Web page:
For decades, Latin American activists have helped pregnant people obtain misoprostol (commonly known as Cytotec), shared information about medication abortion, and established guides for those who accompany women as they induce their abortions. In Brazil, these informal encounters between activists and pregnant people are crucial to the ways in which abortion is practiced in everyday life. But as Sofia and the women she aids know firsthand, these improvised interactions are also shrouded in fear, mistrust, and uncertainty. They belie an uneven social landscape whereby wealthier women can access safe procedures costing thousands of Brazilian reals in private (if illicit) clinics, or travel to other countries, while poor women are left to navigate uncertain Internet-scapes where they must distinguish between mutual aid networks, scammers, and police.
Cássia de Moraes, a 27-year-old student and minimum-wage worker in Belo Horizonte, said that she was paranoid about being arrested in the days leading up to and following her abortion.
“I thought, every day, am I going to get arrested? Are the doctors going to report me to the police? Is Sofia really who she says she is?” The current government, and the climate of vigilante justice surrounding abortion in Brazil, were central to her fears. “With the chaos that we’re living in Brazil – this antidemocratic government in power – you never know what might happen.”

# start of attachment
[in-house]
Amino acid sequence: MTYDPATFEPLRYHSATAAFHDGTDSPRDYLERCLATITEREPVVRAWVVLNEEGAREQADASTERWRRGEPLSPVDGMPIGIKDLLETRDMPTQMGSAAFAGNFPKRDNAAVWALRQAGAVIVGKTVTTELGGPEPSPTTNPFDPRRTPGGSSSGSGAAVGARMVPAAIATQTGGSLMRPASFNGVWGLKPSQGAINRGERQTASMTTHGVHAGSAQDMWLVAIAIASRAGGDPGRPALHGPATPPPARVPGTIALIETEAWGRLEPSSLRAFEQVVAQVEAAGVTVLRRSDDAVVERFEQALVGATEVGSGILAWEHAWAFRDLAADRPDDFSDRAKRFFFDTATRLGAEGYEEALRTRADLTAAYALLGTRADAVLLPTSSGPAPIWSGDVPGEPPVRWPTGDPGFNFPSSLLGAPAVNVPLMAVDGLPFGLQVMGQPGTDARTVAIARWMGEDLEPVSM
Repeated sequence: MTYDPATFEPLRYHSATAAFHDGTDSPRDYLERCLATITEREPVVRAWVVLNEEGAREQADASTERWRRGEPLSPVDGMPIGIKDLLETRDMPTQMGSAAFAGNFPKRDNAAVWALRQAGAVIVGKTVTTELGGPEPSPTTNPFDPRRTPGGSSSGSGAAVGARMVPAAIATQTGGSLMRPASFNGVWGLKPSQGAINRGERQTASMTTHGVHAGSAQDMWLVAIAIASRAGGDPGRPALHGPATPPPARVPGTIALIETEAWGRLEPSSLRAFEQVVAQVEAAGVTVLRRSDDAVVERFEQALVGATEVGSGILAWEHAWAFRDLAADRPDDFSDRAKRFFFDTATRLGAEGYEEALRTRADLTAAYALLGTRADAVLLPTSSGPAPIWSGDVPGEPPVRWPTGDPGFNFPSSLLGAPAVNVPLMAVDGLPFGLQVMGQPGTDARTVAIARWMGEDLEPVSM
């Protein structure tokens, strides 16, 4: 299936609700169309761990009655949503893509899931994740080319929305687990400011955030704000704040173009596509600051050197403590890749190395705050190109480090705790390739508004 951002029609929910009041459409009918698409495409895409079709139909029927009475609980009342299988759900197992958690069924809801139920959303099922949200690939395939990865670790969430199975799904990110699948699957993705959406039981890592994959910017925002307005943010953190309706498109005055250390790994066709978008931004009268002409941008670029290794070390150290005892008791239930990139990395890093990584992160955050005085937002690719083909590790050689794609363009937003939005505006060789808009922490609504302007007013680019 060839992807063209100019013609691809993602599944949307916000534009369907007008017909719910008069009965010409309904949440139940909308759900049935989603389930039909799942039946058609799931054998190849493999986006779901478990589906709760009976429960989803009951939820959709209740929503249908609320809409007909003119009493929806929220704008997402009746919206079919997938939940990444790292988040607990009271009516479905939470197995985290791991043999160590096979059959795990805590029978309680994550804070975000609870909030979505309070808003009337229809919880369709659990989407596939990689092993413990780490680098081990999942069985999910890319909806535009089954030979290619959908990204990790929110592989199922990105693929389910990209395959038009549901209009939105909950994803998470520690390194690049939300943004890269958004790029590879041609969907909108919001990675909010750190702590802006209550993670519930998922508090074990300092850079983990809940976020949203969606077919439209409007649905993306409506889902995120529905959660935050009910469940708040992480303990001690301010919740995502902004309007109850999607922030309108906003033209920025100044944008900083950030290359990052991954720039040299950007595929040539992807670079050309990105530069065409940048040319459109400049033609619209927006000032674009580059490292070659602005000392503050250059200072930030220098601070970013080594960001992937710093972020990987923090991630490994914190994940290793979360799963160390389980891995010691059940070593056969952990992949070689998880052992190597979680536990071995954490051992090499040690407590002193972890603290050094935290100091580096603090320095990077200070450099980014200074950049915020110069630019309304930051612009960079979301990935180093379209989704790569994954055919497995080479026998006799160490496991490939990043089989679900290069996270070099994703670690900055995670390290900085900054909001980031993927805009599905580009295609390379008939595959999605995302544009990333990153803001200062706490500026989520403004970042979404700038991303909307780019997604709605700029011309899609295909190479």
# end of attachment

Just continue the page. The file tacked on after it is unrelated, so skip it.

While abortion has long been aggressively criminalized in Brazil, in the past few years, anti-abortion zeal has reached a fever pitch. More than at any other time in Brazilian history, elected officials are vocal supporters of the pro-birth movement. This year, the National Secretary of Primary Health Care, Rafael Câmara, spoke at the national “March for Life.” Câmara falsely claimed that unsafe abortion doesn’t kill women and that Black women do not die at higher rates from the procedure than white women. A year earlier, in September 2020, the minister for Women, Family and Human Rights, Damares Alves, tried to stop a 10-year-old girl who was raped by her uncle in Espíritu Santo from having an abortion. Alves suggested that the girl, whose placenta had detached and was at risk of losing her life, should have delivered the baby via C-section. Bolsonaro himself has said that under his government “there will be no abortion in Brazil.” The increased intensity of the state’s gaze, and the corresponding jeopardy it brings, impact women’s access to reproductive care in significant ways, but ultimately will not eliminate the sense of solidarity among activists or the networks of care that they build. This important work goes on, albeit in a climate of greater risk and precarity.
Sofia used to help many more people, but she has now restricted her activity to about 50 women each year. Government intimidation is too much, she said. Last month, Sofia called me on WhatsApp.
“Did you see the article I sent you? A veterinary student was just arrested for selling Cytotec in Salvador,” she said. “I keep telling these girls not to share their phone numbers on Facebook, but they don’t listen.” Since Bolsonaro became president, Sofia has taken measures to protect herself online. “I ask the girls, ‘don’t share my name or number on public groups, only share it with people you know.’ Now, when someone reaches out to me, they have to tell me who referred them. These are dangerous times we are living in.”